What was somewhat surprising to me was how few of the sponsoring ALA divisions and round tables actually had members onsite to work alongside the Emerging Leaders during their presentations. Discussions with program participants provided food for thought: although they were tremendously grateful for the opportunities they had under the Emerging Leaders program, many of them said they had not been approached about becoming members of the groups, were not sure whether they would continue their relationships with the groups which sponsored their projects, and wished they had been able to work alongside members of those sponsoring organizations during the  two-hour session on June 25—a clear call to action for those of us who want to support the efforts of these and the other emerging leaders in our lives.


Viral Learning (Just in Time)

January 15, 2010

Forget about viral marketing, the contemporary version of word-of-mouth promotion combined with Web 2.0 social networking tools.

Let’s popularize a relatively new, rarely encountered phrase—“viral learning”—and acknowledge San Francisco Public Library Access Services Manager Marti Goddard for unintentionally providing an example of how easily we can use this to the benefit of those working in libraries.

The story begins with a lunch Marti and I had. We were talking about articles on the topic of “Training, Story, and PowerPoint”; Cliff Atkinson’s Beyond Bullet Points; and how to make training and learning sticky. I had read both editions of Atkinson’s book, was using the ideas with Infopeople webcast and webinar presenters, and was about to do my first bullet-less PowerPoint presentation. Marti had not read a word of Atkinson’s book, but was intrigued by what she was hearing.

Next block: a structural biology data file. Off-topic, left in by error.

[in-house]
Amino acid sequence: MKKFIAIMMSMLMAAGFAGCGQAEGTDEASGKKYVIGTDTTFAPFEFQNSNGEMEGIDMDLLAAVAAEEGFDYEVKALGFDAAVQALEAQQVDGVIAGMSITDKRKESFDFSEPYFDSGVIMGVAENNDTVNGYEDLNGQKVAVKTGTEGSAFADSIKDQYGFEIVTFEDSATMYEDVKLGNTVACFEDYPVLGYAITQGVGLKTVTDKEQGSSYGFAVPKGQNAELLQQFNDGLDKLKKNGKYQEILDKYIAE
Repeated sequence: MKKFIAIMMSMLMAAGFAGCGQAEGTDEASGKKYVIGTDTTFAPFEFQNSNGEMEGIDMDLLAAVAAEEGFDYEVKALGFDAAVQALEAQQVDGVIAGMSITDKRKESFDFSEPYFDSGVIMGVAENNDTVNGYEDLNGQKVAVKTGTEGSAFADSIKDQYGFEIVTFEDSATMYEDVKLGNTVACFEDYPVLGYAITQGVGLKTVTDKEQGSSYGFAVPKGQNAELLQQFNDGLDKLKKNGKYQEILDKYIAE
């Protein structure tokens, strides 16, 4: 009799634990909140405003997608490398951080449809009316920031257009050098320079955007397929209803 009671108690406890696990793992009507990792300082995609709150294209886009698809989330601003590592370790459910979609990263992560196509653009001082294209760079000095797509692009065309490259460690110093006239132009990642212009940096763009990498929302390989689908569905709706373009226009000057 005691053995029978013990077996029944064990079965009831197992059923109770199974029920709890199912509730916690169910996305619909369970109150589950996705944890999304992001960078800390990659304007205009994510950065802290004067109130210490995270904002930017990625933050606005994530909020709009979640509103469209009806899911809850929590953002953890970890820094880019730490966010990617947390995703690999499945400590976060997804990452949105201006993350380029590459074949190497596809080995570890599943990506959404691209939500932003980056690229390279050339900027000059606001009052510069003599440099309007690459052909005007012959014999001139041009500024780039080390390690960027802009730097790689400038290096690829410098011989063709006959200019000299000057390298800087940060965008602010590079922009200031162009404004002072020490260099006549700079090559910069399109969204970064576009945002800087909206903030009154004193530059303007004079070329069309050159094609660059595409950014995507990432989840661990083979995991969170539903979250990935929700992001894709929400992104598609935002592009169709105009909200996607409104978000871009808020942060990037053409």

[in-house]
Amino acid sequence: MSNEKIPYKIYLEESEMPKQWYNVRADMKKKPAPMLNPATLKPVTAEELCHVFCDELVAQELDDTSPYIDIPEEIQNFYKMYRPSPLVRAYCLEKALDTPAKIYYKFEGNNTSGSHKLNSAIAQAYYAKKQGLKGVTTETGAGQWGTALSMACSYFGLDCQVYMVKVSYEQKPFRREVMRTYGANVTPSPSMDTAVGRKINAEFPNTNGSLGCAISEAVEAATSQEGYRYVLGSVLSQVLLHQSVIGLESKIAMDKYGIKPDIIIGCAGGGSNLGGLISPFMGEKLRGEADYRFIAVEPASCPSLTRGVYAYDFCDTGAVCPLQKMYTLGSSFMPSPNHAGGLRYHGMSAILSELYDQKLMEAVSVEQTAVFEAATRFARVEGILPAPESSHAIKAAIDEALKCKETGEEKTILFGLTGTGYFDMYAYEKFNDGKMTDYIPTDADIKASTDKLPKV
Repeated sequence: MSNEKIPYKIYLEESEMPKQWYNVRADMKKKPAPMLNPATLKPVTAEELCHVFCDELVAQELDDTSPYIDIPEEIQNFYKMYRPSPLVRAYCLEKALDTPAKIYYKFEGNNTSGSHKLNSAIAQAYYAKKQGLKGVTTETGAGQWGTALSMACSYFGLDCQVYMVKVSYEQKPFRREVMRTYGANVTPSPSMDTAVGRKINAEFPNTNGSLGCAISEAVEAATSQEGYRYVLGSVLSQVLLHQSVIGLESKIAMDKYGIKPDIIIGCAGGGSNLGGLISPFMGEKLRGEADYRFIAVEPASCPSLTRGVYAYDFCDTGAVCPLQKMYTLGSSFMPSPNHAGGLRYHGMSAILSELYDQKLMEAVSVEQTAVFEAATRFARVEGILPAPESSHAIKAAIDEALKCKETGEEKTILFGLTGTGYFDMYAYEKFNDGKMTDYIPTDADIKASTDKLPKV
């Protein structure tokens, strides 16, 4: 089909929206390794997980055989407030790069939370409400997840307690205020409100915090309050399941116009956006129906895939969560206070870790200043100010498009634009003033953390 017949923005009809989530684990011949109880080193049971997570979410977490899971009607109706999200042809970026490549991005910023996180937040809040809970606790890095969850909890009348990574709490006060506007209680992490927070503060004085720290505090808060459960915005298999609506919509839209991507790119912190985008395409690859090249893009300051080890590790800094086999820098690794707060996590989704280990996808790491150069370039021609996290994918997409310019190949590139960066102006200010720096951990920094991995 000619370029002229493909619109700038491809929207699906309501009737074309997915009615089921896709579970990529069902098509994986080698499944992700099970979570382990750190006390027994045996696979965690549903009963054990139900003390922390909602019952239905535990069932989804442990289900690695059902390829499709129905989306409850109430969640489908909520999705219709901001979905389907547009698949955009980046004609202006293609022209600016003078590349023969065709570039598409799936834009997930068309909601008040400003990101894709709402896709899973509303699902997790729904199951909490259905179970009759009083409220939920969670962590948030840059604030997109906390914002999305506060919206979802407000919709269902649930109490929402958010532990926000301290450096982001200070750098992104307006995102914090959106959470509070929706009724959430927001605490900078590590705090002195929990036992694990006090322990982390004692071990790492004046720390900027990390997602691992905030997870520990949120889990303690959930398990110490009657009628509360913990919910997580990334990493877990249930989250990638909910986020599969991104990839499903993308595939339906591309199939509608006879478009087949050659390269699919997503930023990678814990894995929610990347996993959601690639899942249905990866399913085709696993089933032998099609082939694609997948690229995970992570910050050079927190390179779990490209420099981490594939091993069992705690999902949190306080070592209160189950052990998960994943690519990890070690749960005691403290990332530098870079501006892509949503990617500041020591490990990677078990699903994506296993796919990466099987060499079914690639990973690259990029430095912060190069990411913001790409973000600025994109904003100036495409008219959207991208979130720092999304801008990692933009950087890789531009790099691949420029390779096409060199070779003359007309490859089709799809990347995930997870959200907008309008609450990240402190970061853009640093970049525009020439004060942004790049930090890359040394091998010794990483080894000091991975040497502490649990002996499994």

When we met again a week later for lunch, she proudly told me she had tried a bullet-less PowerPoint presentation and was delighted to receive enthusiastic, unsolicited comments about her slides from those who were present—which leads us to the idea of viral learning and how easy it is for anyone working in a library to put it to use. As Marti demonstrated, it is not difficult to informally exchange word-of-mouth descriptions of lessons we have learned so that they are immediately adapted, applied, and shared at the moment of need with others who might repeat the process in a quickly expanding group of learner-trainer-teachers.

This really is no different than the experience I had as a result of taking Michele Mizejewski’s “Web 2.0: A Hands-On Introduction for Library Staff” Infopeople workshop. I knew very little, at that point, about wikis, blogs, or RSS feeds. It wasn’t long before I was using Netvibes and iGoogle to read RSS feeds; writing articles on training and Web. 2.0 for two different blogs; experimenting with a rudimentary form of wikis with colleagues in Canada by using Google Docs; and, most importantly, engaging in viral learning by describing my successes (and failures) to others who might pass this learning-training on to others in our libraries and beyond.

Let the viral learning spread!

N.B.: An earlier version of this article was originally posted on Infoblog.